|Publication number||US4508813 A|
|Application number||US 06/315,904|
|Publication date||Apr 2, 1985|
|Filing date||Oct 28, 1981|
|Priority date||Jun 16, 1980|
|Publication number||06315904, 315904, US 4508813 A, US 4508813A, US-A-4508813, US4508813 A, US4508813A|
|Original Assignee||Fujitsu Limited|
|Export Citation||BiBTeX, EndNote, RefMan|
|Patent Citations (3), Referenced by (5), Classifications (9), Legal Events (6)|
|External Links: USPTO, USPTO Assignment, Espacenet|
This is a continuation of application Ser. No. 159,520 filed June 16, 1980, now abandoned.
The present invention relates to a method for producing negative resist images using a diazo-type resist material.
It is well known that a diazo-type resist material consisting essentially of a phenol-formaldehyde novolak resin containing about 10% by weight of a naphthoquinone diazide forms a photosensitive film usable for producing a positive resist image by irradiation of the film with ultraviolet radiation in a desired pattern. On the other hand, conventional negative resist materials generally have a drawback in that, in the case where a fine pattern is to be formed, undesirable bridging between the pattern-composing lines may occur in the resulting image.
It has now been found that a diazo-type resist material as mentioned above can be advantageously used as a negative resist material for producing a fine resist pattern under a specific condition as hereinbelow defined.
The present invention provides a method for producing a negative resist image, comprising exposing a film of a diazo-type resist material, which is free from 1-hydroxyethyl-2-alkylimidazoline, to electron beam radiation in a predetermined pattern, heat treating said patternwise exposed resist film, subjecting said heat treated film to overall exposure to ultraviolet radiation and, then, developing the so treated film to remove the resist material in the area not exposed to electron beam radiation. In this method, the patternwise exposure to electron beam radiation may preferably be carried out at a current density of not more than 40 A/cm2. The heat treatment after the patternwise electron beam exposure may preferably be carried out at a temperature of not higher than 100° C.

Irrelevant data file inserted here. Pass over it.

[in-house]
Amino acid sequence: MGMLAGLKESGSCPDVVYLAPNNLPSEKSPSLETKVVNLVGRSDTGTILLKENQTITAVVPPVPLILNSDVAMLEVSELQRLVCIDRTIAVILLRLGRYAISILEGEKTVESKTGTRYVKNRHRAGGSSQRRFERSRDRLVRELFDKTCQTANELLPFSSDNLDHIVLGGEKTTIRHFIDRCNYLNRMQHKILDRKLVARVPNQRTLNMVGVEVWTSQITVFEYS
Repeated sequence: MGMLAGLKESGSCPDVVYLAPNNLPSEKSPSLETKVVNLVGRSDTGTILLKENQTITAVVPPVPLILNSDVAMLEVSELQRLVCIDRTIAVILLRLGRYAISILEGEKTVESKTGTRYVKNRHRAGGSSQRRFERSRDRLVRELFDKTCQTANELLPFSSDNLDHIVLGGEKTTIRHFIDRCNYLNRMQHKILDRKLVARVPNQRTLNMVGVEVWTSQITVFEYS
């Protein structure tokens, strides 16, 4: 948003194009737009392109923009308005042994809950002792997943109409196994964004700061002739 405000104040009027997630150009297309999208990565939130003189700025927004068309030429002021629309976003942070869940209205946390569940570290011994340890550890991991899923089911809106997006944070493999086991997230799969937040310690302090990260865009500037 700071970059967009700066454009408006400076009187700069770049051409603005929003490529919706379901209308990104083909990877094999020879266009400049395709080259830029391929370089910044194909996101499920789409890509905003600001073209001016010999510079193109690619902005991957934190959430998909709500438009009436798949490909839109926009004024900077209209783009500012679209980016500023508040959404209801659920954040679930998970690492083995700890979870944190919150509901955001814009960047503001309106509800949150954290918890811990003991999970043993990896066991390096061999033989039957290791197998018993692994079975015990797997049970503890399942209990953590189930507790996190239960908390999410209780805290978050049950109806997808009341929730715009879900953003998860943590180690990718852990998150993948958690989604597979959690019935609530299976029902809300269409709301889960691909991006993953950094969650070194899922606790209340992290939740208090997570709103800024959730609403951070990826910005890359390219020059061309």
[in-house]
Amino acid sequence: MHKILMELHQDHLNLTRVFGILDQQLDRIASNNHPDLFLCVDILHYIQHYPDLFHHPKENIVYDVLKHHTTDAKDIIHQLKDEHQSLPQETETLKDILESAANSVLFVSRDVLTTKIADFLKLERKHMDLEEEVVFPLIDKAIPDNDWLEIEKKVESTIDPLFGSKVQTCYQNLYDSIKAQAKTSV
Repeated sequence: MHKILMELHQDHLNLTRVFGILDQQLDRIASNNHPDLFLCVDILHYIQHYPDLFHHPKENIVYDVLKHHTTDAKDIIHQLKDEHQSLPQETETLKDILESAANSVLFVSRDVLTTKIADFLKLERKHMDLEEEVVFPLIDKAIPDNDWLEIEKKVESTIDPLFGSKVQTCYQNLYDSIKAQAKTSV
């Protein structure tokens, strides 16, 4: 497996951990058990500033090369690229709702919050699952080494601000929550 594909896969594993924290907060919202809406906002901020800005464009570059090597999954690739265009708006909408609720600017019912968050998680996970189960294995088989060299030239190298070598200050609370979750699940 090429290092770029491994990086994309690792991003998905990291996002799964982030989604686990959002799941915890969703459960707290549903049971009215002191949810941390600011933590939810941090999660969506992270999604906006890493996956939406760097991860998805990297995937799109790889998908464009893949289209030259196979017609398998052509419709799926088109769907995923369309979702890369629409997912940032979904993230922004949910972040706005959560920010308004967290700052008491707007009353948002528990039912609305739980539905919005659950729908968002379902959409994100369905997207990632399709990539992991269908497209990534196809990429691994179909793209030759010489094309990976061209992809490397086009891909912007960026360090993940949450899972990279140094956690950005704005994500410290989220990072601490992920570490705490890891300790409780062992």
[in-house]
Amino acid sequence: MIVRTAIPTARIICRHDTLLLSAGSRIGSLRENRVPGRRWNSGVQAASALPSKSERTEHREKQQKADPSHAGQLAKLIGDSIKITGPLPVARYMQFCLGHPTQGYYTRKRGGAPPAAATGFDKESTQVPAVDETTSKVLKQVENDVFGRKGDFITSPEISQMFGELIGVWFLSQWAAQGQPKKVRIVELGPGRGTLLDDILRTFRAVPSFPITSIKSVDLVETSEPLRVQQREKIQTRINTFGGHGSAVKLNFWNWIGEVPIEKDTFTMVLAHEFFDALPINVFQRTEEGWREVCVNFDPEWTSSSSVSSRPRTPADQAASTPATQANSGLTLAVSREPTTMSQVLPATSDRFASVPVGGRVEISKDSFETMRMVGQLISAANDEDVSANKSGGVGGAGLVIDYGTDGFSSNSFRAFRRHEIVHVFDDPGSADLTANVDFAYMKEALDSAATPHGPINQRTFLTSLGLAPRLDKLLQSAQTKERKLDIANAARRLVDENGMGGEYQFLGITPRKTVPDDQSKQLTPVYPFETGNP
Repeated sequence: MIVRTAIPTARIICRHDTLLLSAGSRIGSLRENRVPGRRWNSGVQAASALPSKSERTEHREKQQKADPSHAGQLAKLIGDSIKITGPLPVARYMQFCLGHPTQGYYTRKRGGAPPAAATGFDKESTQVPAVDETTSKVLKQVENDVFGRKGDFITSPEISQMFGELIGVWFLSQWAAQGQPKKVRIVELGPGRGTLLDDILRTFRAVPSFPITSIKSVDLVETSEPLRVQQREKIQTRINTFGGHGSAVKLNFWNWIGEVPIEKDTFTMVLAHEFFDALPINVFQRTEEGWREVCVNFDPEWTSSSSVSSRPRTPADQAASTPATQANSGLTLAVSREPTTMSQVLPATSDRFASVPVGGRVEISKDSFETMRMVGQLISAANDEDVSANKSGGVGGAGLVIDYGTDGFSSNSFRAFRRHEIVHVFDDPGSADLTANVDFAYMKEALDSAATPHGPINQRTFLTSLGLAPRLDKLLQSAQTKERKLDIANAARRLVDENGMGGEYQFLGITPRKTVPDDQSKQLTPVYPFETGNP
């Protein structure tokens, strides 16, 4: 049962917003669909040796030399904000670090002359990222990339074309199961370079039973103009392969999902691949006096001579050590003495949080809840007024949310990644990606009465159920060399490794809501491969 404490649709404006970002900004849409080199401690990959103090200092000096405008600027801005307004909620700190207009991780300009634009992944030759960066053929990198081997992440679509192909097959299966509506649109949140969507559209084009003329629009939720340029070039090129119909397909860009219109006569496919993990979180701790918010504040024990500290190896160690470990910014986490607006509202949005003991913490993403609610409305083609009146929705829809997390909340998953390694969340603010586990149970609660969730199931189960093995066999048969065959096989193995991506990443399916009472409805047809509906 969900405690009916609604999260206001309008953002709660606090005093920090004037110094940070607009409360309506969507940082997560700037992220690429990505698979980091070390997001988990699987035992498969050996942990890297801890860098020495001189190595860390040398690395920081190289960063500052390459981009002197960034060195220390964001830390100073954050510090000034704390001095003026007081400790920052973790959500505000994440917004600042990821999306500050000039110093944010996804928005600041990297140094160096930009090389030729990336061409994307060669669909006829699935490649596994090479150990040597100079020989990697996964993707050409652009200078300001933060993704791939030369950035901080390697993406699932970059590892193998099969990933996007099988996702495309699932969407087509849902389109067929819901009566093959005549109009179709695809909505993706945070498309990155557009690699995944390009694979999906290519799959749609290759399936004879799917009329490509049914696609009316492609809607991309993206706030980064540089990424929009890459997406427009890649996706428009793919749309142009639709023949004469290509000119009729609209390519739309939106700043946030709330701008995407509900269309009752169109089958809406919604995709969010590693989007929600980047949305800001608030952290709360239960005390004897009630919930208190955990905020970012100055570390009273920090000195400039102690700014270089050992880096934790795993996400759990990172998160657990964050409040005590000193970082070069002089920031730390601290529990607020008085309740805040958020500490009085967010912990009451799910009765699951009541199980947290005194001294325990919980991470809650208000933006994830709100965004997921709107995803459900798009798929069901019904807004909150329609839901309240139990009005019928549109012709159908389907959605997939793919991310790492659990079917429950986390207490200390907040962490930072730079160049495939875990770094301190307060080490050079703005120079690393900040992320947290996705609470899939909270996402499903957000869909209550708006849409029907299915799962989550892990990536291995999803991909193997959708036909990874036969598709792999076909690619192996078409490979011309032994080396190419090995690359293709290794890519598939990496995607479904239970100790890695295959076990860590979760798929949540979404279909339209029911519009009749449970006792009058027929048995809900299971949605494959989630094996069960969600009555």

FIG. 1 indicates the process steps of the present invention.
FIG. 2 shows the relative amount of film retention as a function of radiation dose for different heat treatment.
FIG. 3 shows where bubbling begins to occur for different combinations of radiation dose and current density.
According to the method of the present invention, a diazo-type resist material consisting essentially of a phenol-formaldehyde novolak resin containing about 10% by weight of a naphthoquinone diazide can advantageously be utilized as a negative resist material which has a resolving power highly superior to those of conventional negative resist materials and which produces a resist mask excellent in the resistance to dry etching operations in the manufacturing of microcircuits. Further, since such a diazo-type resist material can, of course, be employed as a usual positive resist material, a film of such a diazo-type resist material can be used for producing both a positive resist image by a conventional method and a negative resist image by the method of the present invention.
The present invention will further be illustrated below using AZ 1350 J (trade mark, Shipley Inc.) as an example of the diazo-type resist material.
FIG. 1 indicates the steps in a process for practicing the method of the present invention. Referring to FIG. 1, in a resist coating step 1, AZ 1350 J is coated on a substrate to produce a resist film. After the resist coating step, the coated resist film is heat treated appropriately at a temperature of 80° to 95° C., for 20 min., in a pre-heat treatment step 2. A pre-heat treatment at a higher temperature may disadvantageously result in the lowering of the solubility of the film in a developer, in the area not exposed to electron beam radiation, when the film is developed.
The resist film is then exposed to electron beam radiation in a predetermined pattern in an electron beam exposure step 3. If the irradiation of the film with electron beam radiation is carried out at a high radiation dose, there may be obtained an advantage that the film is rapidly dissolved in a developer in the area not exposed to electron beam radiation. However, there may occur disadvantages in that a long exposure time is necessary and fogging is produced due to the scattering of electrons. Therefore, the irradiation of the resist film with electron beam radiation may appropriately be effected to a radiation dose such that about 70% of the resist film thickness is retained in the area of the film exposed to electron beam radiation after the development of the film.